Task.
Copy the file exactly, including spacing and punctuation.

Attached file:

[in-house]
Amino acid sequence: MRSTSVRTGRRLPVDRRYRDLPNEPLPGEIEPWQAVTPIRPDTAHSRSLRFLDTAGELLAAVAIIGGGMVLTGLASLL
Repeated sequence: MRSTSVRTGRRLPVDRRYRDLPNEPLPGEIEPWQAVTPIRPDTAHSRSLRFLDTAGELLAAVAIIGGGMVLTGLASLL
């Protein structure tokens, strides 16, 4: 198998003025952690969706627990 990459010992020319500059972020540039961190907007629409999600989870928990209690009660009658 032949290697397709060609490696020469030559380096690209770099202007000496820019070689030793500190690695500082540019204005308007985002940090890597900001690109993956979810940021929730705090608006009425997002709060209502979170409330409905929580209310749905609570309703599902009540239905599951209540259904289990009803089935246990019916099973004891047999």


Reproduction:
[in-house]
Amino acid sequence: MRSTSVRTGRRLPVDRRYRDLPNEPLPGEIEPWQAVTPIRPDTAHSRSLRFLDTAGELLAAVAIIGGGMVLTGLASLL
Repeated sequence: MRSTSVRTGRRLPVDRRYRDLPNEPLPGEIEPWQAVTPIRPDTAHSRSLRFLDTAGELLAAVAIIGGGMVLTGLASLL
């Protein structure tokens, strides 16, 4: 198998003025952690969706627990 990459010992020319500059972020540039961190907007629409999600989870928990209690009660009658 032949290697397709060609490696020469030559380096690209770099202007000496820019070689030793500190690695500082540019204005308007985002940090890597900001690109993956979810940021929730705090608006009425997002709060209502979170409330409905929580209310749905609570309703599902009540239905599951209540259904289990009803089935246990019916099973004891047999």